Meta poised to begin laying off thousands of workers this week


Facebook parent company Meta is poised to begin another round of job cuts this week, part of a multi-phased downsizing effort that may trickle on for months impacting thousands of workers, according to a person familiar with the matter.

Meta chief executive officer Mark Zuckerberg has hinted at a new round of layoffs since at least January, emphasizing the company’s need to improve efficiency and trim middle management during internal and external forums. The cuts this week will be primarily focused in Meta’s recruiting division, followed by technical workers in April and employees in nontechnical roles in May, according to the person who spoke on the condition of anonymity to discuss internal matters.

The latest layoffs build upon November workforce cut that slashed 11,000 jobs or roughly 13 percent of Meta’s workforce in the first widespread layoffs in the company’s history.

Meta declined to comment.

Meta’s downsizing adds to a chaotic moment for the tech industry, following the stunning collapse of Silicon Valley Bank, the second-largest bank failure in U.S. history, which catered to tech startups. The implosion prompted a three-day saga in which start-up founders warned that they maybe unable to make payroll or be forced to lay people off if their funds were frozen.

Though the crisis was averted by the U.S. government’s late Sunday announcement that it would guarantee the at-risk deposits, the tech sector is still slashing tens of thousands of jobs. Some 1,532 tech companies have laid off 289,613 workers in 2022 and 2023, according to, an online layoff tracker for the tech sector. In addition to Meta, Google and Amazon have also cut their workforces.

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Like many internet platforms that make money from digital advertising, Meta is facing a mounting set of economic challenges. The company is facing intensifying competition for advertising dollars and users from new entrants in the social media market such as the short-form video network TikTok. Some digital advertisers have reduced their spending on social media ads because inflation has created too much instability in the marketplace.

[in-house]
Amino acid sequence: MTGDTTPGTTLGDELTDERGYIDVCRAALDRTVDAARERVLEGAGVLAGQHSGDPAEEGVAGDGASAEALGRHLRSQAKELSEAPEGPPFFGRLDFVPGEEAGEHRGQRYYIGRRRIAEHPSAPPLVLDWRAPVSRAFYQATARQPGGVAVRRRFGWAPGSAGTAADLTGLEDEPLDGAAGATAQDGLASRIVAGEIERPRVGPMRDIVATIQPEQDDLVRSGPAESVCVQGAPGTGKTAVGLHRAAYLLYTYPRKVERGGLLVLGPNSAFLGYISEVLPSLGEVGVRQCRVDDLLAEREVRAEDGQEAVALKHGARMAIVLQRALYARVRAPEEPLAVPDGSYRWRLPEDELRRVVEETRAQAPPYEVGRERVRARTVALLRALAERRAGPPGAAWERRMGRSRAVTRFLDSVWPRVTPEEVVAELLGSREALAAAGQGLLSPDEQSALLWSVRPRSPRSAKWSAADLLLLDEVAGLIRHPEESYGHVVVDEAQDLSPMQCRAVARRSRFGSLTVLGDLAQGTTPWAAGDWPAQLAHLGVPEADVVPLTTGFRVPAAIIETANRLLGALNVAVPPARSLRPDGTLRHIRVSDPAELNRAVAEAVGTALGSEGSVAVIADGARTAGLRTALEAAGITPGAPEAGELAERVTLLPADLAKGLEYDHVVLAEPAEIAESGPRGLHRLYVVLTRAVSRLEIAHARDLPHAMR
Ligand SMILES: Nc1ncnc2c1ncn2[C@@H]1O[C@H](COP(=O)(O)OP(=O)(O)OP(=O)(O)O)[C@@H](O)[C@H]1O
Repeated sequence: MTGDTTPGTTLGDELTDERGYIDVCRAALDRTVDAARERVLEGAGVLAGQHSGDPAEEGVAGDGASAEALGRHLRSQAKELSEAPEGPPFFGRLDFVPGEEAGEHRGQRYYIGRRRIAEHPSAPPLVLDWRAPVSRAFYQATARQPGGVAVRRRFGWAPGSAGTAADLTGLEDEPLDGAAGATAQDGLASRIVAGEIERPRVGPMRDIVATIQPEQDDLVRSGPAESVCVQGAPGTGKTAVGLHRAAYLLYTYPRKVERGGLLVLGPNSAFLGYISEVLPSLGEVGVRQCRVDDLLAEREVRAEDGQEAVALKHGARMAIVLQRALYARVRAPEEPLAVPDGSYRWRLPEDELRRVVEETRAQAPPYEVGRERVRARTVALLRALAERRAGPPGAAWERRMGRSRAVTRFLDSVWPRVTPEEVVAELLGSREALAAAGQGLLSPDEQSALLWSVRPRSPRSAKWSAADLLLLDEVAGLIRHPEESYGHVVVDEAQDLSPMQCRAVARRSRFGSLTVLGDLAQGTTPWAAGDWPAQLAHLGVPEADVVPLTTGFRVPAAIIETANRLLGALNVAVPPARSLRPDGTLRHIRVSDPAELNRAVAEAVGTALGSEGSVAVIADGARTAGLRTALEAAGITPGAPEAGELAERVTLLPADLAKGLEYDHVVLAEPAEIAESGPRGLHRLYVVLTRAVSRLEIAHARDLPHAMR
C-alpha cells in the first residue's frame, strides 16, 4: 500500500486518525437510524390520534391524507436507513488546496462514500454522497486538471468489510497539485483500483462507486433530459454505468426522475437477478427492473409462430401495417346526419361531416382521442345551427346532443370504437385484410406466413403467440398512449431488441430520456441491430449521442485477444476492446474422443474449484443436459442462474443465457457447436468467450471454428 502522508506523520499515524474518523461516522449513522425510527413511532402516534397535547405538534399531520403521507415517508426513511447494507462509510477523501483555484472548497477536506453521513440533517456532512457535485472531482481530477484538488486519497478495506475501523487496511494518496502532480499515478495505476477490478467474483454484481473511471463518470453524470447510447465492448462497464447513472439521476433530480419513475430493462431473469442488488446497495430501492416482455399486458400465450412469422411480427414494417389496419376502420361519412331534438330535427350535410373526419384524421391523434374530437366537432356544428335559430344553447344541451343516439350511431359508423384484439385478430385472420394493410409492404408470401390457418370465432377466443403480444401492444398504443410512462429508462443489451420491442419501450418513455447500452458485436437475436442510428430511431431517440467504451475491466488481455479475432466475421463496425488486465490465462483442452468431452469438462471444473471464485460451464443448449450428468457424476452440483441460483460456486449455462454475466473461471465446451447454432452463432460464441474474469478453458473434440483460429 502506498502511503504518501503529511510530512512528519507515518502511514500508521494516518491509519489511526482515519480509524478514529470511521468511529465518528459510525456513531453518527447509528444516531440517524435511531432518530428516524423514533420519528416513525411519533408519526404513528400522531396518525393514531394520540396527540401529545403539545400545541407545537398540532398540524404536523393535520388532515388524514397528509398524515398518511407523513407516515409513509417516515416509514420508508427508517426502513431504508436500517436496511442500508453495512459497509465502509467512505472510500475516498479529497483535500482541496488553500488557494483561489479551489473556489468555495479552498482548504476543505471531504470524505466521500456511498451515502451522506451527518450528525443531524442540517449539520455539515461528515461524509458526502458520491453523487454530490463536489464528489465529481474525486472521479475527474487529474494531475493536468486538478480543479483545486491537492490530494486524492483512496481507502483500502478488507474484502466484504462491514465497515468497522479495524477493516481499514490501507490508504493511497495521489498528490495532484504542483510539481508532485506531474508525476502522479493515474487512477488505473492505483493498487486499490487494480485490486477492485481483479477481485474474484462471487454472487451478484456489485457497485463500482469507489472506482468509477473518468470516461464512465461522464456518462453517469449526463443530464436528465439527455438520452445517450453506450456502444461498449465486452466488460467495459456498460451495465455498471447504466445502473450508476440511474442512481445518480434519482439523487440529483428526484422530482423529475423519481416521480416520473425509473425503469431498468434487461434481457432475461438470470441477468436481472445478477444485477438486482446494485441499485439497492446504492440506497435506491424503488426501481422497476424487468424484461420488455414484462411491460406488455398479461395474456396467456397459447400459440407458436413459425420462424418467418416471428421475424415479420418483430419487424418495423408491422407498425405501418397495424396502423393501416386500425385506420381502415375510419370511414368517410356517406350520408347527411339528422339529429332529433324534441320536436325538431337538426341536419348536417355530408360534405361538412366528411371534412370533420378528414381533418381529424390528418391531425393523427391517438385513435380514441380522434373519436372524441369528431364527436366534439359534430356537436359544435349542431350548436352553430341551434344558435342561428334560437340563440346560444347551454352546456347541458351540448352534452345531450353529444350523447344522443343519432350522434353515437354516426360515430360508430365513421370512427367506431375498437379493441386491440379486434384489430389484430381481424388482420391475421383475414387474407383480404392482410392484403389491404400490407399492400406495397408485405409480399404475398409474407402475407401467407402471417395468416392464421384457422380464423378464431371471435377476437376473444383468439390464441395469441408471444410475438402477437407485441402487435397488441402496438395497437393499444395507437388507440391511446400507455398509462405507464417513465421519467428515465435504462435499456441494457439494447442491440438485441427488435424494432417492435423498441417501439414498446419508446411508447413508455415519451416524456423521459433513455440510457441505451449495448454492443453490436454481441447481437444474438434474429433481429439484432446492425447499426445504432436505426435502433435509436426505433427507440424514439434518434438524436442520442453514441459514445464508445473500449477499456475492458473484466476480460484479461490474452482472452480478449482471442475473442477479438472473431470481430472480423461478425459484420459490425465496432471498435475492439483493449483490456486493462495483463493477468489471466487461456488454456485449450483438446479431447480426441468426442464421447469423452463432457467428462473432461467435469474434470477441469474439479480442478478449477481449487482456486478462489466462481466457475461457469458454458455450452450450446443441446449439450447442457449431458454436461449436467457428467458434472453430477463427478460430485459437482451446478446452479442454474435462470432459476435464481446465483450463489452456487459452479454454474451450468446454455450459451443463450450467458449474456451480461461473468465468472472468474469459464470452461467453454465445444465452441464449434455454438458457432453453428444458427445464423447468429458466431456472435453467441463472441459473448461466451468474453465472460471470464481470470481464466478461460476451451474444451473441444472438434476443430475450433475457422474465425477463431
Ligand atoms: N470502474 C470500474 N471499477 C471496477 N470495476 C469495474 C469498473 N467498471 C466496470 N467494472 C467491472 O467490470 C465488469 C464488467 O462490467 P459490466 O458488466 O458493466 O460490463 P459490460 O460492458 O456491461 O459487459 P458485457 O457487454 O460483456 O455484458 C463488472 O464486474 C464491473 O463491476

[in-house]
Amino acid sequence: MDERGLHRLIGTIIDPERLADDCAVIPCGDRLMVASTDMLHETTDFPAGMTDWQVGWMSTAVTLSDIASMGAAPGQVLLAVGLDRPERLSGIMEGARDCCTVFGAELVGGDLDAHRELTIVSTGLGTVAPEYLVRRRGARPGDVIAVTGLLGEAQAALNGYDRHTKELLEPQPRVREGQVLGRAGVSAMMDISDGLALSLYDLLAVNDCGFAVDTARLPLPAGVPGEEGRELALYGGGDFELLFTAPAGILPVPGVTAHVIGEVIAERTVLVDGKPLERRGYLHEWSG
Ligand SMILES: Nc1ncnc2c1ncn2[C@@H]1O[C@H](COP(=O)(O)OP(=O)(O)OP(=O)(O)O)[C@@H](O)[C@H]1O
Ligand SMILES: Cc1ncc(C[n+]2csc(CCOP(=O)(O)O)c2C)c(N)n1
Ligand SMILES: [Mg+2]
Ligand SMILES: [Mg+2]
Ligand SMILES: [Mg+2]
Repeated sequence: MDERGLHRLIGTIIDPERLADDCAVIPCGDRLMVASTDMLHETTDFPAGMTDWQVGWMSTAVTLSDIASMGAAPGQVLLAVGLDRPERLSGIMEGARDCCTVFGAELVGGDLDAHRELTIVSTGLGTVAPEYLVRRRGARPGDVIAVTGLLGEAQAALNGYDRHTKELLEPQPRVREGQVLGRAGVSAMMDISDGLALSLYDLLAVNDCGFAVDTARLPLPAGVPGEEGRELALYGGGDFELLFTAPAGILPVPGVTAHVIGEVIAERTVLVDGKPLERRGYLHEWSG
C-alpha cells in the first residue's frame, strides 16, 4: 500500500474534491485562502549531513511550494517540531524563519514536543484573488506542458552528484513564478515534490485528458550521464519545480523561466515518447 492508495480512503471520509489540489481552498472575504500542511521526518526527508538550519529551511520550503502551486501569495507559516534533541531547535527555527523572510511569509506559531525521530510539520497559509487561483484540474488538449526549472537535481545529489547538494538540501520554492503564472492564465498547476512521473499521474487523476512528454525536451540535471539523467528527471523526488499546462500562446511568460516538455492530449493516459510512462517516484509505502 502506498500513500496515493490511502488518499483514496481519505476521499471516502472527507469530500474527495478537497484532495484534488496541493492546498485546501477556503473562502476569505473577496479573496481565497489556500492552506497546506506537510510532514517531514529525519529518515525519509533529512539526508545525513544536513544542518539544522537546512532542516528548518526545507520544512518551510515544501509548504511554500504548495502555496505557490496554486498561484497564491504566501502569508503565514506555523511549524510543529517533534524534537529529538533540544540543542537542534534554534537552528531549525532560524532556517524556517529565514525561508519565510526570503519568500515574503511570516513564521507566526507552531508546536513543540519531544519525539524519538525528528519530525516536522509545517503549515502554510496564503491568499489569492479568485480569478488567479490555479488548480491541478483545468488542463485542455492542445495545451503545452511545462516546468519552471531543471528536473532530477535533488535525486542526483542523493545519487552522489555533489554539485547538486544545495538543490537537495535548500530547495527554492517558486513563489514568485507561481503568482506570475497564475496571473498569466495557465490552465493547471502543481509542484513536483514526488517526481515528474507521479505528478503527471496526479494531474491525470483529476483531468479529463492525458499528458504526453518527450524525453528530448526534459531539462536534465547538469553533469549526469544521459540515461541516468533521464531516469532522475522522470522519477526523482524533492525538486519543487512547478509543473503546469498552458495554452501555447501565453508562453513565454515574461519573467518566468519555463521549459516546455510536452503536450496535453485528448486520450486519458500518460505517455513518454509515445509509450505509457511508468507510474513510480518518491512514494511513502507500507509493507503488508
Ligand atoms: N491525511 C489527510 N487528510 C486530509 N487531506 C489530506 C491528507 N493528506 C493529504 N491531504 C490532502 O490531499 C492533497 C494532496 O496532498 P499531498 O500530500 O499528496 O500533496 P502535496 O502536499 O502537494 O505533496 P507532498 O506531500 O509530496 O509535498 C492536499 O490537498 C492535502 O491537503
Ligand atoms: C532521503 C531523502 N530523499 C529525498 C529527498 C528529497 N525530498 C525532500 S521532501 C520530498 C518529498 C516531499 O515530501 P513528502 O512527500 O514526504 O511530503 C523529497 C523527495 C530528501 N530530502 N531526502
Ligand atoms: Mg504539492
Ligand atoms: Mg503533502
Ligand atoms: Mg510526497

Meanwhile, the Menlo Park, Calif.-based company over-hired during the pandemic as many social media platforms experienced a boom during government-induced lock downs.

Zuckerberg has pledged that 2023 will be the “year of efficiency” as the company seeks to trim middle management and speed up its capabilities to make decisions.

“We closed last year with some difficult layoffs and restructuring some teams,” Zuckerberg said last month during a call with investors. “When we did this, I said clearly that this was the beginning of our focus on efficiency and not the end.”

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In addition to layoffs, Meta is also planning to deflate the company’s hierarchy to reduce the number of layers of leadership between Zuckerberg and interns. Meta’s plans have included pushing some managers into roles without direct reports, thereby reducing the layers of leadership.

Meta Chief Financial Officer Susan Li said last week at a Morgan Stanley technology conference that the company is continuing to evaluate how it is deploying its resources — a process that is likely going to lead to “tough decisions” to wind down some projects and shift resources away from some teams. She added that the company is also looking at streamlining cross-functional teams and processes as well as investing in automation to create more efficiency.

Despite its economic challenges, Meta — which changed its name from Facebook a little over a year ago — is still investing in its big bet to build out immersive digital realms known as the metaverse. Zuckerberg argues people will want to work, shop and socialize through augmented and virtual reality-powered devices, which he believes will become the next great computing platform after mobile phones.

But Meta has struggled to grow the audience for virtual reality, in part because the company is still developing the underlying technology and a wider range of applications that would expand its appeal. Meta has said it expects operating losses for Reality Labs, the division working on its virtual reality hardware offerings such as the Quest headsets, to grow even bigger in 2023.

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